by Robin Wrigley
Campari & pink grapefruit Juice
When I finally got to England I thought I had died and gone to heaven. After nearly a year of avoiding the police, authorities, traffickers, liars, cheats and so many horrible people in many different countries I had reached my goal physically unharmed. Never mind what it did to my head.
Growing up in a small town in the Sind Province of Pakistan, a member of the only Christian family in that town had been a miserable life. When my eldest brother Rodney confided in me that he was planning to go to the UK I begged him to take me with him. It took weeks of convincing him to agree and even then only after I threatened to tell our mum.
I will not dwell on the details of the journey because I prefer to forget about it. The only time I think about it is when I am reminded in my sleep and I wake up in the middle of a nightmare. The night my brother drowned. Leave it at that please.
I would not be telling the truth if I said it was any easier once I finally got to the UK. At least it was safer but life as a refugee in a strange country adds to the scars that you pick up on the way. At least here I had no problem with the language because my father insisted we all learn English from an early age. We went once a week to a Catholic missionary in another nearby town firstly to pray and secondly to learn English.
Thankfully that is all in the past. After three hard years of doing all kinds of jobs, most of them illegally my status as a landed refugee came through and I could accept employment legally. I was so overjoyed I wrote a long letter to my mum and dad and went to the local post office to send it. While I was waiting in the queue to be served I began reading the small advertisements on a board. Most of them were for selling items but one was advertising for a cleaner prepared to do laundry.
I looked around to make sure no one was paying attention to me. The girl behind me was looking at her phone so I quickly took the card and stuffed it in the back pocket of my jeans. You learn a lot when you have nothing but your wits.
I ran outside after posting my letter and rang the number on my phone. The lady who answered was very surprised because she said she had only put the card up earlier this morning. She sounded nice but was a little bit suspicious at the speed in which I applied. Then she said she would wait until the next morning to see if there was any other people looking for the job. She said she would call me back. Though I knew nobody else would see the advertisement I never expected to hear from her. My life as a refugee prepared me for disappointments and broken promises.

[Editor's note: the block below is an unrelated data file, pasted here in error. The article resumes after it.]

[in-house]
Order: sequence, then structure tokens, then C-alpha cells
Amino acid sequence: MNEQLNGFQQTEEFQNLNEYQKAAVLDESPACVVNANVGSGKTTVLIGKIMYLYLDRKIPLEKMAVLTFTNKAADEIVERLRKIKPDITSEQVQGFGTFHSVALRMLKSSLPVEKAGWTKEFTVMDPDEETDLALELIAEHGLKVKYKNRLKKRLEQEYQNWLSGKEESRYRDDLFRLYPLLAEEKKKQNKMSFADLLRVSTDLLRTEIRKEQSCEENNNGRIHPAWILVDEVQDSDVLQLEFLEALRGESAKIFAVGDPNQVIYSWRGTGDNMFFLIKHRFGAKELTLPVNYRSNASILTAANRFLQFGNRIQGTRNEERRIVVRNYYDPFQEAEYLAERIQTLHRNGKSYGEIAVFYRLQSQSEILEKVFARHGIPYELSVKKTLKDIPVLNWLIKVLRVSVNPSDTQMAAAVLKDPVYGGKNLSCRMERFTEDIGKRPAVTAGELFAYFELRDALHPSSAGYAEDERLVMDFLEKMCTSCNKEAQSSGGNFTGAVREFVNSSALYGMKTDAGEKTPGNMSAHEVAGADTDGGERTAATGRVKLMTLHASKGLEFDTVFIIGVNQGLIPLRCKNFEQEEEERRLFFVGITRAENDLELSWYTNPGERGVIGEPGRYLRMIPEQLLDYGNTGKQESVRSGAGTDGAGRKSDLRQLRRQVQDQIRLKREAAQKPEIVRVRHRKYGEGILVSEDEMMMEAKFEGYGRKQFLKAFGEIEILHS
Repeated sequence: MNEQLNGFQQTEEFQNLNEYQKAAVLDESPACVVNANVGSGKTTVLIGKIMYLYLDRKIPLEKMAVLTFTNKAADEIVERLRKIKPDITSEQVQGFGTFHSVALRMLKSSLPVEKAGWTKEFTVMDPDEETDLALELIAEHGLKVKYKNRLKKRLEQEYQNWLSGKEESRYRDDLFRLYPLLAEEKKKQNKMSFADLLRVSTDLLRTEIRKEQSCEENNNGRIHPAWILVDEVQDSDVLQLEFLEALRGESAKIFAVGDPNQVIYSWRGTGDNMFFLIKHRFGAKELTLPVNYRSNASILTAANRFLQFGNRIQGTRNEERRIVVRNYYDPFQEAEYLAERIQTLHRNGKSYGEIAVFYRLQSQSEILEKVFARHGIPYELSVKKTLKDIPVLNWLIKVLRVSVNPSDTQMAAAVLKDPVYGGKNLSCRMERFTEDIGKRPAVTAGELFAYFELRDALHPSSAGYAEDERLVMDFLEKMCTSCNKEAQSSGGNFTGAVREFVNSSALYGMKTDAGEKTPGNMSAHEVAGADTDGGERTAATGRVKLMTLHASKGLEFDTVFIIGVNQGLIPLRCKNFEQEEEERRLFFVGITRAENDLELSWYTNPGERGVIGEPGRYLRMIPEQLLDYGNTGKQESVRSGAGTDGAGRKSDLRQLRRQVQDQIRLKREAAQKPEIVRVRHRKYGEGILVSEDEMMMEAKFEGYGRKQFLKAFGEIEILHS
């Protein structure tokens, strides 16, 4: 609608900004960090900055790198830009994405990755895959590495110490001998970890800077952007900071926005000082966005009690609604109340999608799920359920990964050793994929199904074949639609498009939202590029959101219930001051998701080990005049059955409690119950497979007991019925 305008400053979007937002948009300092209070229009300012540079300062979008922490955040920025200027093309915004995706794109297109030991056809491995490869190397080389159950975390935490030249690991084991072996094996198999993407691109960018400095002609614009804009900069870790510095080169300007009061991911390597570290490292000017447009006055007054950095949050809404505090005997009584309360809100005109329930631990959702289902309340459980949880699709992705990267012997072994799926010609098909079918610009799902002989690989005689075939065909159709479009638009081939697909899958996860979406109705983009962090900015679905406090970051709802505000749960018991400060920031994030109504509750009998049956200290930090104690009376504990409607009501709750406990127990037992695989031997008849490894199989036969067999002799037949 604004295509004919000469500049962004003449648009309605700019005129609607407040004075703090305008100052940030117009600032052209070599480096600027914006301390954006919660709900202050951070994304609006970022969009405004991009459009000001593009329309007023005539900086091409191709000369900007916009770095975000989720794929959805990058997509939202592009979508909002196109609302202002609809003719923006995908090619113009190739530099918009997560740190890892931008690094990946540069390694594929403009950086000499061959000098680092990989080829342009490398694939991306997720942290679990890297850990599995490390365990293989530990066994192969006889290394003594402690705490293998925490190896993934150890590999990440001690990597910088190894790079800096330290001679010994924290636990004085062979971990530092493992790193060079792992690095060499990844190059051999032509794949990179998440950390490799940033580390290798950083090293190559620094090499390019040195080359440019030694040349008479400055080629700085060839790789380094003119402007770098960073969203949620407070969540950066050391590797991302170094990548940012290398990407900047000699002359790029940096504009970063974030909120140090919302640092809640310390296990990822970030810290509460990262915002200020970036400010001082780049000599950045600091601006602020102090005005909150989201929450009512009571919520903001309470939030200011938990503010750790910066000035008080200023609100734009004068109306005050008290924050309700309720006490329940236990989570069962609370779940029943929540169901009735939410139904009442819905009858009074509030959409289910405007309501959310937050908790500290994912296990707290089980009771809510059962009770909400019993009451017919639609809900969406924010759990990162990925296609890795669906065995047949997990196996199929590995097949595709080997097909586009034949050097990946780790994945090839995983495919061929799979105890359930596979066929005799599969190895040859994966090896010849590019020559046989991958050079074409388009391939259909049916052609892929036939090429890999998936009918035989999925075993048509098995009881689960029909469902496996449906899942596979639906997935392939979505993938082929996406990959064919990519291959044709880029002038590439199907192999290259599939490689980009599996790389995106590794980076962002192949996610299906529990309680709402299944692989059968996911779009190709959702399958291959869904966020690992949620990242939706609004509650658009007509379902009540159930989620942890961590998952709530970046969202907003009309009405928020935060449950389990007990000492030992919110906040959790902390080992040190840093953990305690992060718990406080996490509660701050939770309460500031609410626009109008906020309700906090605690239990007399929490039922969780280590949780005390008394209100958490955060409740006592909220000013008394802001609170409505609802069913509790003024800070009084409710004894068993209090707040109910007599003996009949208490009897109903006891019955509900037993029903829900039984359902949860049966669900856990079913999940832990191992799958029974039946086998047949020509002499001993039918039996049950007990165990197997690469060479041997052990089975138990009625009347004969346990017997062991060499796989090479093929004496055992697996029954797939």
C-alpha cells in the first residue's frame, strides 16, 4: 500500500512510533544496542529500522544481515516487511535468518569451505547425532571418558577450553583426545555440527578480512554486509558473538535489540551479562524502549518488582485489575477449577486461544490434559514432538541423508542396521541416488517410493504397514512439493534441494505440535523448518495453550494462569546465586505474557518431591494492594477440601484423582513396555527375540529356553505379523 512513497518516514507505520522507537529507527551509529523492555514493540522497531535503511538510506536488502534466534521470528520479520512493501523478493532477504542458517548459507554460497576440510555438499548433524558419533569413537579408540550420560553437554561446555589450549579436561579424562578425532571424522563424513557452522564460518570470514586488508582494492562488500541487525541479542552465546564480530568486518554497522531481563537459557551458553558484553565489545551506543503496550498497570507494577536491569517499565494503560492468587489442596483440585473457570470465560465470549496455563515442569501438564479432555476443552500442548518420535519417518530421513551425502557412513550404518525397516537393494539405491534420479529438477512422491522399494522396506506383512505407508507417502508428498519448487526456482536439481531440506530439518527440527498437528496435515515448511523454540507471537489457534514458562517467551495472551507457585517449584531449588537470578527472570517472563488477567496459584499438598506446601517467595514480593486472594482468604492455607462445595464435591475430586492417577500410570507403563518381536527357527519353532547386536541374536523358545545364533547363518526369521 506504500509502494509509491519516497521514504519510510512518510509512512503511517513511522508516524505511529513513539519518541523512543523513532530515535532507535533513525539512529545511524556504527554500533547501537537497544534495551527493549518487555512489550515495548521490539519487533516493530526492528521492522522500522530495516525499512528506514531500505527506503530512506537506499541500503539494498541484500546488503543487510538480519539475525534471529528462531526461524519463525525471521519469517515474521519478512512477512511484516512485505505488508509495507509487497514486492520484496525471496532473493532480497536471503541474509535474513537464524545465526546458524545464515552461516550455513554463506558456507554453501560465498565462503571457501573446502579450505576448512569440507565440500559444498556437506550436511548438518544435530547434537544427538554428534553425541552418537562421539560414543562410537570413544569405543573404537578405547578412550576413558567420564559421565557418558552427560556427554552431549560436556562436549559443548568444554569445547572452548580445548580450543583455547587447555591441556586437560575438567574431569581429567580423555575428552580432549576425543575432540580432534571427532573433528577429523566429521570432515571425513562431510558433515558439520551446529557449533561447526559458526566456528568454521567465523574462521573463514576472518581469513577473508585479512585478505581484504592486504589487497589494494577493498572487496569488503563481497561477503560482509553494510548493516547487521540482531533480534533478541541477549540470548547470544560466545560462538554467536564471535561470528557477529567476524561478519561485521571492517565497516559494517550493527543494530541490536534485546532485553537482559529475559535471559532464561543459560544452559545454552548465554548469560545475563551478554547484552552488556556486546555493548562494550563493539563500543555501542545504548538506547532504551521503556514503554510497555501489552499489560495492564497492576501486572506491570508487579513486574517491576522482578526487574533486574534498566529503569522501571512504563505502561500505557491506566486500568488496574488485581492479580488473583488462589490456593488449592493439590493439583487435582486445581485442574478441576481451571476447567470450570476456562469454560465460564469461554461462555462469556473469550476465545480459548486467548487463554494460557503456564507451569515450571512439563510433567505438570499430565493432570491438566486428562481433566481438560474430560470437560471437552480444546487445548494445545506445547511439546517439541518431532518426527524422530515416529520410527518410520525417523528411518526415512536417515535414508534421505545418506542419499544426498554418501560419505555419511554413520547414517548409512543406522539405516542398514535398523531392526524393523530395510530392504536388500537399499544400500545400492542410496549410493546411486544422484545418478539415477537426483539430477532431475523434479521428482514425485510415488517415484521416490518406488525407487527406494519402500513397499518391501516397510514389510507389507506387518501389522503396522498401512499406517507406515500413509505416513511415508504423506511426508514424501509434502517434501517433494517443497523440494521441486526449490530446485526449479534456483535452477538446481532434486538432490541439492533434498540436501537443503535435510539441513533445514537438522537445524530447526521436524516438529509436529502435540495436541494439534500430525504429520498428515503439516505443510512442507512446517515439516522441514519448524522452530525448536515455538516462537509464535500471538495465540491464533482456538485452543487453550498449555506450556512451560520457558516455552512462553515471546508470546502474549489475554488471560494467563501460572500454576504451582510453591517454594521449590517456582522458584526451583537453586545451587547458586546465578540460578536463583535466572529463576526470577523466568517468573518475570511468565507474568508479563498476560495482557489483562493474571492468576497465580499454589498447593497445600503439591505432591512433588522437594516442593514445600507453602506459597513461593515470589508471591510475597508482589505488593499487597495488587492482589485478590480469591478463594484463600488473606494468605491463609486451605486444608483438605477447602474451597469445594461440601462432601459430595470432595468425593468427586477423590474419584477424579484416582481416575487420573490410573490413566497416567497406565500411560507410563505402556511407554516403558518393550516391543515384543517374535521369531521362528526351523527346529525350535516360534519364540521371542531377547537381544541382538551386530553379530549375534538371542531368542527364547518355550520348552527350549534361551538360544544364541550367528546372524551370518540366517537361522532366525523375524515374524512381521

But she did and I got the job. Again she was more than a little apprehensive when I arrived at her house the following Saturday as requested. What sealed it for me was when she asked me lots of questions including was I a Moslem which of course I wasn’t. I told her I am a Catholic and luckily so was she.
The house that I was employed to clean was very nice. Much nicer than any house I had ever entered. Given a guided tour where the lady explained everything she expected of me as we went. I felt quite scared but kept it to myself I hoped. She kept stopping and insisting that she had very high standards of cleanliness looking at me very intently rather like my mother had done to make sure I was listening.
Then it came to the question of washing and ironing. My fear went up another level. I had only used a machine in a local laundromat where the instructions were printed on the wall and there was always someone to ask.
That was six months ago. I’m still in the job. Have I made any mistakes? The honest answer is yes. Funnily enough what saved me was my laundry work. It was my ability to wash and iron her husband’s shirts. I don’t know what he did when they left the house every day but I do know he needed to be wearing a freshly ironed white shirt. Sometimes two if they were entertaining.
My brother Rodney used to change his shirt twice a week and probably only once during the rainy season. This man needed a fresh one every single day no matter what the weather. I have never seen weather like this. Of course they had an electric drying machine; I hardly ever used it as nothing compares to a shirt dried naturally and ironing is so much easier and better.
But today is Monday and the weather forecast on the BBC says showers. I never had to pay any attention to a man or woman telling me about the weather but I do now and they are not always right.
I dream of those cloudless days back in my village. I imagine my dad’s kameez shalwar drying in the sun on the bush outside the front door. I am brought back to reality by remembering the number of times a neighbour would throw dirt on it.
Nobody throws dirt on Mr. Hodges shirts but having to get them properly dried in this awful weather often gets me down. Especially on Mondays after the freedom of the week-end.